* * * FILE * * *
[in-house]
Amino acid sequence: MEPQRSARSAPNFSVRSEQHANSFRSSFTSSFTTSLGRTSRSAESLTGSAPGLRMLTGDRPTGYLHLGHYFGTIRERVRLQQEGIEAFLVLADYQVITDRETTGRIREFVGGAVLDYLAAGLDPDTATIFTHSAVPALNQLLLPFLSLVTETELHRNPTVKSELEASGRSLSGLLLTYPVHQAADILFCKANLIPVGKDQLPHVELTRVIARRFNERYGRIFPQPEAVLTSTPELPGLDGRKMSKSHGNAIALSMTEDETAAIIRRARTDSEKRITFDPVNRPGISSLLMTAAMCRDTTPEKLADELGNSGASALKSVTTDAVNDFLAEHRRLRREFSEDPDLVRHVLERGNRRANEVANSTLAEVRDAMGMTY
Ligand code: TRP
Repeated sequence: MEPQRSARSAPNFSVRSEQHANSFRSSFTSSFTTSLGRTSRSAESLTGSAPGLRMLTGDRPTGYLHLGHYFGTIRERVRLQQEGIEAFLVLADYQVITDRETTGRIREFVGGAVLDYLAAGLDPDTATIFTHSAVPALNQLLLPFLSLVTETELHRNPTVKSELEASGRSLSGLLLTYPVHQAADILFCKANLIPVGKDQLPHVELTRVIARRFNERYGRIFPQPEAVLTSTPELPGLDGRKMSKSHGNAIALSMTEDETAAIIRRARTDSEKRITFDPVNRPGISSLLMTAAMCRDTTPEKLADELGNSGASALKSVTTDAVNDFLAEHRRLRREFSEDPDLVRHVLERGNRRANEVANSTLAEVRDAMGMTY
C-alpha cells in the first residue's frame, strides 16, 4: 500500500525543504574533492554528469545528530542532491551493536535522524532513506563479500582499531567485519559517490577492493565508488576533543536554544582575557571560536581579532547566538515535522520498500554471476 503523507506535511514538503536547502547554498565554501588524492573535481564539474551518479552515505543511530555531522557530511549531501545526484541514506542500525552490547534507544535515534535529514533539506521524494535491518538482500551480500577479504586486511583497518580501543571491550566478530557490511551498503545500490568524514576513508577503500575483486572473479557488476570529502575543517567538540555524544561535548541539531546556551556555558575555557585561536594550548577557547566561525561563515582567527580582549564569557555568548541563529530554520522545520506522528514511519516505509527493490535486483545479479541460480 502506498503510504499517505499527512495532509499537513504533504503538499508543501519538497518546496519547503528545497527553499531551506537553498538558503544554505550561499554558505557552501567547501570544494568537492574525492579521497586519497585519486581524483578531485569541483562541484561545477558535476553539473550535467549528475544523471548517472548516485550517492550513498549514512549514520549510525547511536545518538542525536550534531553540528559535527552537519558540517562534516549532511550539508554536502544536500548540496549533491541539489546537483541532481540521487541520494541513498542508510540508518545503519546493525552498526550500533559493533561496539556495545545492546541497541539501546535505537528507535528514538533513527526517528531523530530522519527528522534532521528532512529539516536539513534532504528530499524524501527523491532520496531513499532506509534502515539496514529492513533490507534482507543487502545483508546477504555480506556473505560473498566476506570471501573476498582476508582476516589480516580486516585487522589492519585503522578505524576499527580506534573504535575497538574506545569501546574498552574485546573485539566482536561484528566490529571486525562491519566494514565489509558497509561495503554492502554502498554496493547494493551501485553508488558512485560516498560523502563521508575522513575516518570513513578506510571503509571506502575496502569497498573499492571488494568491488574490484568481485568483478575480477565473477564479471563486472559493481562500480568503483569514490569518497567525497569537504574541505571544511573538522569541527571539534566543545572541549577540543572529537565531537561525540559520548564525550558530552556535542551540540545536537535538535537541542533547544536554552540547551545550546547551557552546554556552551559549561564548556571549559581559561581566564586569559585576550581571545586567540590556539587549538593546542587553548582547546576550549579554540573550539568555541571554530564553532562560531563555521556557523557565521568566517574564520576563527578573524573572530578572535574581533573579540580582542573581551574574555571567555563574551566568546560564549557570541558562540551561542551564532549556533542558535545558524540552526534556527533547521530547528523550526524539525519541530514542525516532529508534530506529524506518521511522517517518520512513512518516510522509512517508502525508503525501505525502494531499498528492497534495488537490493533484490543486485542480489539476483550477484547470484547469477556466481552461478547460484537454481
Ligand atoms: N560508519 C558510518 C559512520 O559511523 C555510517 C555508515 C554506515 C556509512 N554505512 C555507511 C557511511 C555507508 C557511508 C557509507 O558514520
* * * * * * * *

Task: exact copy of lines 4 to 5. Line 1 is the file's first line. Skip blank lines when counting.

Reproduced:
Repeated sequence: MEPQRSARSAPNFSVRSEQHANSFRSSFTSSFTTSLGRTSRSAESLTGSAPGLRMLTGDRPTGYLHLGHYFGTIRERVRLQQEGIEAFLVLADYQVITDRETTGRIREFVGGAVLDYLAAGLDPDTATIFTHSAVPALNQLLLPFLSLVTETELHRNPTVKSELEASGRSLSGLLLTYPVHQAADILFCKANLIPVGKDQLPHVELTRVIARRFNERYGRIFPQPEAVLTSTPELPGLDGRKMSKSHGNAIALSMTEDETAAIIRRARTDSEKRITFDPVNRPGISSLLMTAAMCRDTTPEKLADELGNSGASALKSVTTDAVNDFLAEHRRLRREFSEDPDLVRHVLERGNRRANEVANSTLAEVRDAMGMTY
C-alpha cells in the first residue's frame, strides 16, 4: 500500500525543504574533492554528469545528530542532491551493536535522524532513506563479500582499531567485519559517490577492493565508488576533543536554544582575557571560536581579532547566538515535522520498500554471476 503523507506535511514538503536547502547554498565554501588524492573535481564539474551518479552515505543511530555531522557530511549531501545526484541514506542500525552490547534507544535515534535529514533539506521524494535491518538482500551480500577479504586486511583497518580501543571491550566478530557490511551498503545500490568524514576513508577503500575483486572473479557488476570529502575543517567538540555524544561535548541539531546556551556555558575555557585561536594550548577557547566561525561563515582567527580582549564569557555568548541563529530554520522545520506522528514511519516505509527493490535486483545479479541460480 502506498503510504499517505499527512495532509499537513504533504503538499508543501519538497518546496519547503528545497527553499531551506537553498538558503544554505550561499554558505557552501567547501570544494568537492574525492579521497586519497585519486581524483578531485569541483562541484561545477558535476553539473550535467549528475544523471548517472548516485550517492550513498549514512549514520549510525547511536545518538542525536550534531553540528559535527552537519558540517562534516549532511550539508554536502544536500548540496549533491541539489546537483541532481540521487541520494541513498542508510540508518545503519546493525552498526550500533559493533561496539556495545545492546541497541539501546535505537528507535528514538533513527526517528531523530530522519527528522534532521528532512529539516536539513534532504528530499524524501527523491532520496531513499532506509534502515539496514529492513533490507534482507543487502545483508546477504555480506556473505560473498566476506570471501573476498582476508582476516589480516580486516585487522589492519585503522578505524576499527580506534573504535575497538574506545569501546574498552574485546573485539566482536561484528566490529571486525562491519566494514565489509558497509561495503554492502554502498554496493547494493551501485553508488558512485560516498560523502563521508575522513575516518570513513578506510571503509571506502575496502569497498573499492571488494568491488574490484568481485568483478575480477565473477564479471563486472559493481562500480568503483569514490569518497567525497569537504574541505571544511573538522569541527571539534566543545572541549577540543572529537565531537561525540559520548564525550558530552556535542551540540545536537535538535537541542533547544536554552540547551545550546547551557552546554556552551559549561564548556571549559581559561581566564586569559585576550581571545586567540590556539587549538593546542587553548582547546576550549579554540573550539568555541571554530564553532562560531563555521556557523557565521568566517574564520576563527578573524573572530578572535574581533573579540580582542573581551574574555571567555563574551566568546560564549557570541558562540551561542551564532549556533542558535545558524540552526534556527533547521530547528523550526524539525519541530514542525516532529508534530506529524506518521511522517517518520512513512518516510522509512517508502525508503525501505525502494531499498528492497534495488537490493533484490543486485542480489539476483550477484547470484547469477556466481552461478547460484537454481